sweeteners Feed

In studying sugar and sugarcane (go here for the project index) we need to study the sugar beet; sugarcane's competitor. Here we'll look at the sugar beet's early history. Sugar beets were not economically important as a source of sucrose until the mid-1800s. In 1774 a German scientist discovered the sugar from beets was the same as from cane. Napoleon, due to the economic and real war with England, bet big on sugar beets. In 1811 he supported vast increase in sugar beet production. Within 2 years they built 334 factories and produced 35,000 tons of sugar. To process sugar... Read more →

Camper's Book: Tonic Water AKA G&T WTF is now available for sale.

In studying sugarcane and sugar, we've looked at its biology, origins, spread to the West, association with forced labor, how it was processed in the olden days, and how the English developed a taste for it. (Go here for the project index.) Now we'll look at sugar in America. Again I have used these resources for my facts and understanding of history, as I'm certainly no expert and I welcome your comments. Jamestown, Virginia was founded in 1607. Sugarcane was brought there by 1619, but the colonists couldn't make it grow. As it was a new country, the United States... Read more →

Camper's Book: Tonic Water AKA G&T WTF is now available for sale.

In studying sugarcane and sugar, we've looked at its biology, origins, spread to the West, its previous association with forced labor, and how it was processed in the olden days. (Go here for the project index.) Now we'll look at how people in England developed a taste for sugar. Much of this information comes from the book Sweetness and Power (resources list here) by Sidney Mintz. Naturally the British taste for sugar not only drove the taste of the citizens of its colonies for sugar, but also determined how its sugar-growing colonies were used. In 1000 AD, few Europeans knew... Read more →

Camper's Book: Tonic Water AKA G&T WTF is now available for sale.

In studying sugarcane and sugar, we've looked at its biology, origins, spread to the West, and its previous nefarious association with forced labor. (Go here for the project index.) In today's post we'll look at how sugarcane was processed in the olden days to make cyrstallized sugar. Most of this information comes from the sources cited here. Sugarcane is first harvested. This was (and still is in many parts of the world) done by hand. First the cane fields are burned to remove excess vegetation and to kill off things like rodents and snakes, then it is cut. I believe... Read more →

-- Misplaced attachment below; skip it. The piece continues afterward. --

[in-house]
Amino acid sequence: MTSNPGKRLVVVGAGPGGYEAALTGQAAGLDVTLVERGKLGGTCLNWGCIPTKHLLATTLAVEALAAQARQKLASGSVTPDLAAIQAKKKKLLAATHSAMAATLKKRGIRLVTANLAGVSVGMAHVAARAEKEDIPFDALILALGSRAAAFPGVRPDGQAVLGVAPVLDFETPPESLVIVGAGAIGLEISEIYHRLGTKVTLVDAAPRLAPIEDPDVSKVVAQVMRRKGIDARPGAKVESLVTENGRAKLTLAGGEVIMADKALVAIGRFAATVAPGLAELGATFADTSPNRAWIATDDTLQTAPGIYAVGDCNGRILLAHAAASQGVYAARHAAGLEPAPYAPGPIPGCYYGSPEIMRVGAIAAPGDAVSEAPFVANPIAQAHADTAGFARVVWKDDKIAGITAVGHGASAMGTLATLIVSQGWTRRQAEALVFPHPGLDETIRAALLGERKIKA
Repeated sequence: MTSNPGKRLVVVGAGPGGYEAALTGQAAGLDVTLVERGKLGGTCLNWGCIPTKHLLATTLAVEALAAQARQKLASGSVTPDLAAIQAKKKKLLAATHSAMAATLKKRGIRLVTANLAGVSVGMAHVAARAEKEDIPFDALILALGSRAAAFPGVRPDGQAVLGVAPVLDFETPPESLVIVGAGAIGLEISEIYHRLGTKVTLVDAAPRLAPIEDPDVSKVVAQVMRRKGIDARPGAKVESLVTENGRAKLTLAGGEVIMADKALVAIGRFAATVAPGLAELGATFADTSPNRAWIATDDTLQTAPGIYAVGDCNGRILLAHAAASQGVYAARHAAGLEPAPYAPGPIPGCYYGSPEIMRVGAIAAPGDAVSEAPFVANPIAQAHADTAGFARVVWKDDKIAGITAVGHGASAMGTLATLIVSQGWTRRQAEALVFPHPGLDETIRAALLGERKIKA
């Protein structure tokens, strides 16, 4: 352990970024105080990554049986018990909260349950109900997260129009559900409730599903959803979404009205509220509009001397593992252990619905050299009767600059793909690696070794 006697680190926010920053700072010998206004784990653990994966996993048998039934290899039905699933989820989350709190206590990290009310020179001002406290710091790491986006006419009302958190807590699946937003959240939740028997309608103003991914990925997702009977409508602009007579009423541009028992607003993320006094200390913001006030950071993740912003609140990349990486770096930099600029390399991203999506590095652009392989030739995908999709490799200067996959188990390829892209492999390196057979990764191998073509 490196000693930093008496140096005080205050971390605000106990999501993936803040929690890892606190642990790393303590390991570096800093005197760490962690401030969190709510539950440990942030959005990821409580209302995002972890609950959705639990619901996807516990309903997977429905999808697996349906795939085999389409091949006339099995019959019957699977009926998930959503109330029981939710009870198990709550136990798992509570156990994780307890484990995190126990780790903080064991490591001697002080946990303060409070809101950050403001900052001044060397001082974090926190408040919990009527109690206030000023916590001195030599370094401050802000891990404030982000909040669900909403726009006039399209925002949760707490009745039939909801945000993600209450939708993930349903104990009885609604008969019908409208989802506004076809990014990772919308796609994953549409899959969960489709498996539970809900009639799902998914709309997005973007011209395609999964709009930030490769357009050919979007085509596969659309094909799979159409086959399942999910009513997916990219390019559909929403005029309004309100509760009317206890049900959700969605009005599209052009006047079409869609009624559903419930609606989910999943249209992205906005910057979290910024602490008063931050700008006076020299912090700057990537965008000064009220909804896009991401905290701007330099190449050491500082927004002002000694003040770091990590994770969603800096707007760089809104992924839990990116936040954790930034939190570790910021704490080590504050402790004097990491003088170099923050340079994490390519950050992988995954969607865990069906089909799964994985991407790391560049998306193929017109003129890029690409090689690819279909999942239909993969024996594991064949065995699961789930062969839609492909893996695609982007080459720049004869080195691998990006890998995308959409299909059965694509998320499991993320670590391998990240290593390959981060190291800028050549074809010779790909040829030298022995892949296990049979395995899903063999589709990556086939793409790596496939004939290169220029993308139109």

Camper's Book: Tonic Water AKA G&T WTF is now available for sale.

Boy is this ever a topic I'd rather avoid! However there is no denying the historic link between sugarcane production. We were tracing the spread of sugarcane and the sugar industry from the Old World to the new. But slave labor used to harvest and process sugarcane began long before sugarcane was brought to the Caribbean. Before sugarcane made its way to the Atlantic islands off the coast of Spain and Portugal, slave labor was used in Crete, Cyprus, and Morocco. Warfare and plague had diminished the local labor force so slaves were 'needed' to harvest it. Slavery and sugar... Read more →

Camper's Book: Tonic Water AKA G&T WTF is now available for sale.

When we last left off looking at sugarcane's spread from India/Indonesia to the rest of the world, the sugar industry had shifted from the Mediterranean to the Atlantic islands of Spain and Portugal, including Madeira and the Canary islands. During this time, the powers in Europe were developing a taste for sugar. Sugar was only known in Europe after the 8th century. This is about the time that references to growing cane in the Mediterranean appear. Molasses reached England by late 1200s, coming from Sicily. King Henry III (in the 13th century) ordered three pounds of sugar “if so much... Read more →

Camper's Book: Tonic Water AKA G&T WTF is now available for sale.

In the last post we looked at what sugarcane is. Now we'll see where it came from and how it traveled around the world. Sugarcane is a tall grass native to the region of the India and Southeast Asia. It was first domesticated in New Guinea, perhaps independently in Indonesia. In 325 BC Alexander the Great’s general Nearchus said, “A reed in India brings forth honey without the help of bees, from which an intoxicating drink is made though the plant bears no fruit.” Around the same time, sugar was referred to as khanda, from which we probably derive the... Read more →

Camper's Book: Tonic Water AKA G&T WTF is now available for sale.

In the Sugar Spirit project, we're going to look at sugar's history and production, but first we should establish what sugar and sugarcane are. Sugar and Sucrose When we talk about sugar, we mean table sugar, or sucrose. To chemists, sugar refers to a class of 'edible crystalline carbohydrates' that also includes fructose and lactose. But most of us aren't chemists so we won't use the word 'sucrose' so much as just 'sugar.' Except for now: Sucrose occurs in all green plants. It is a plant food manufactured photosynthetically from carbon dioxide and water. For table sugar, the plants harvested... Read more →

Camper's Book: Tonic Water AKA G&T WTF is now available for sale.